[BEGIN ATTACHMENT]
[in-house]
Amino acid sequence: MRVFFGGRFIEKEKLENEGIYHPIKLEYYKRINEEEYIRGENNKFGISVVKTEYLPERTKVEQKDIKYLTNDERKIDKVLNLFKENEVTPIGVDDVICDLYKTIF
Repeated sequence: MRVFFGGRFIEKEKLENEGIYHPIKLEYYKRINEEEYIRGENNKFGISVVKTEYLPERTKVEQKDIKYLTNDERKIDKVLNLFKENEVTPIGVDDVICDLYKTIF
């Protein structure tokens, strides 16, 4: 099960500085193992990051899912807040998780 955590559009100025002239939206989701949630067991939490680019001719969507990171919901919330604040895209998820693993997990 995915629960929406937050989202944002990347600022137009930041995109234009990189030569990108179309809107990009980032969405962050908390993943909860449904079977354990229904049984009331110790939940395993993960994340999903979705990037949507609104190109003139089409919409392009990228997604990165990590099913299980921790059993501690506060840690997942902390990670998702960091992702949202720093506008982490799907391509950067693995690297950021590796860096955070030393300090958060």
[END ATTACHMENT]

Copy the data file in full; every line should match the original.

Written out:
[in-house]
Amino acid sequence: MRVFFGGRFIEKEKLENEGIYHPIKLEYYKRINEEEYIRGENNKFGISVVKTEYLPERTKVEQKDIKYLTNDERKIDKVLNLFKENEVTPIGVDDVICDLYKTIF
Repeated sequence: MRVFFGGRFIEKEKLENEGIYHPIKLEYYKRINEEEYIRGENNKFGISVVKTEYLPERTKVEQKDIKYLTNDERKIDKVLNLFKENEVTPIGVDDVICDLYKTIF
């Protein structure tokens, strides 16, 4: 099960500085193992990051899912807040998780 955590559009100025002239939206989701949630067991939490680019001719969507990171919901919330604040895209998820693993997990 995915629960929406937050989202944002990347600022137009930041995109234009990189030569990108179309809107990009980032969405962050908390993943909860449904079977354990229904049984009331110790939940395993993960994340999903979705990037949507609104190109003139089409919409392009990228997604990165990590099913299980921790059993501690506060840690997942902390990670998702960091992702949202720093506008982490799907391509950067693995690297950021590796860096955070030393300090958060």